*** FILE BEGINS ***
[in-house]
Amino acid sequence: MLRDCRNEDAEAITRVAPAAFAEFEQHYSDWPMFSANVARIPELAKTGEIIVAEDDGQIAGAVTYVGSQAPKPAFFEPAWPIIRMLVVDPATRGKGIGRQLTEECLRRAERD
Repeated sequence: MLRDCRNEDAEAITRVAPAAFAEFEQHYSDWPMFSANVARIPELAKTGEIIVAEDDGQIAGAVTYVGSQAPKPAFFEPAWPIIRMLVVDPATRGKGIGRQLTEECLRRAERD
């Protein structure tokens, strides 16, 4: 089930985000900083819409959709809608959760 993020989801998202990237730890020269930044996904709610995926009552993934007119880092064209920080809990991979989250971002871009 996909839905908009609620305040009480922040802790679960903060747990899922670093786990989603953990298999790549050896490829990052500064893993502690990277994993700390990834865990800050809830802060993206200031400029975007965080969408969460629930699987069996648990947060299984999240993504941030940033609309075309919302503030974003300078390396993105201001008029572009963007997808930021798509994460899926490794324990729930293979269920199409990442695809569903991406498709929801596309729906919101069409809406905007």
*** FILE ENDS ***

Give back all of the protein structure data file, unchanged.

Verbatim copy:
[in-house]
Amino acid sequence: MLRDCRNEDAEAITRVAPAAFAEFEQHYSDWPMFSANVARIPELAKTGEIIVAEDDGQIAGAVTYVGSQAPKPAFFEPAWPIIRMLVVDPATRGKGIGRQLTEECLRRAERD
Repeated sequence: MLRDCRNEDAEAITRVAPAAFAEFEQHYSDWPMFSANVARIPELAKTGEIIVAEDDGQIAGAVTYVGSQAPKPAFFEPAWPIIRMLVVDPATRGKGIGRQLTEECLRRAERD
């Protein structure tokens, strides 16, 4: 089930985000900083819409959709809608959760 993020989801998202990237730890020269930044996904709610995926009552993934007119880092064209920080809990991979989250971002871009 996909839905908009609620305040009480922040802790679960903060747990899922670093786990989603953990298999790549050896490829990052500064893993502690990277994993700390990834865990800050809830802060993206200031400029975007965080969408969460629930699987069996648990947060299984999240993504941030940033609309075309919302503030974003300078390396993105201001008029572009963007997808930021798509994460899926490794324990729930293979269920199409990442695809569903991406498709929801596309729906919101069409809406905007």